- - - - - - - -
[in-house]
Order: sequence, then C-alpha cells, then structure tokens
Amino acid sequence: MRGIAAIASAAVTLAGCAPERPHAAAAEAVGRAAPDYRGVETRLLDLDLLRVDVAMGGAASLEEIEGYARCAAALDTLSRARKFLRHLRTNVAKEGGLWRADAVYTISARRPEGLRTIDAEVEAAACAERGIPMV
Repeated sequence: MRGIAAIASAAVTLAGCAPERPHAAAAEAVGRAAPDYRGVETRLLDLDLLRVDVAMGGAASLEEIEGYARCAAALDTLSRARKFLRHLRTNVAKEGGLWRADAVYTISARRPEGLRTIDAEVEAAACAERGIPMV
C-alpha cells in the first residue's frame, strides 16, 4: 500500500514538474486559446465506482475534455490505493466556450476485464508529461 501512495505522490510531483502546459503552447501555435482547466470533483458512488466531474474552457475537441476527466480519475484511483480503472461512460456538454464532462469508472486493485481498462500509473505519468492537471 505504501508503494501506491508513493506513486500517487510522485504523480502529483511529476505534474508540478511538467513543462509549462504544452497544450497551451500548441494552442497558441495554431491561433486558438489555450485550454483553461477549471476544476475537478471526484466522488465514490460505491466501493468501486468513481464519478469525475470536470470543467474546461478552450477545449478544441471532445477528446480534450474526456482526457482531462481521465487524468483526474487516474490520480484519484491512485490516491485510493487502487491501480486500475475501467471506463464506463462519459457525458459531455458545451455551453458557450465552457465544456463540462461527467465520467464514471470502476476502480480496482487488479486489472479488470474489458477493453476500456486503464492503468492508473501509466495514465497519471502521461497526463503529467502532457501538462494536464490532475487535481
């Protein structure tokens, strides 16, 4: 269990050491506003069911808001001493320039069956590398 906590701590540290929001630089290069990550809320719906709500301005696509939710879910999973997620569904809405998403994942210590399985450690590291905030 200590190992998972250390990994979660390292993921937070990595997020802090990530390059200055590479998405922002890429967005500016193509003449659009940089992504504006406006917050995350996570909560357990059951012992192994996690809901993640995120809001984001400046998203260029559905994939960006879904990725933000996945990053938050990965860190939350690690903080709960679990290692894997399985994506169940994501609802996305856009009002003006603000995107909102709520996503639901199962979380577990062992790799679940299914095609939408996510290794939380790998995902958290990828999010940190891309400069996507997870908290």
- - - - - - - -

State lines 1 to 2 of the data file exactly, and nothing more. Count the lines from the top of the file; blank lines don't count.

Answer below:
[in-house]
Order: sequence, then C-alpha cells, then structure tokens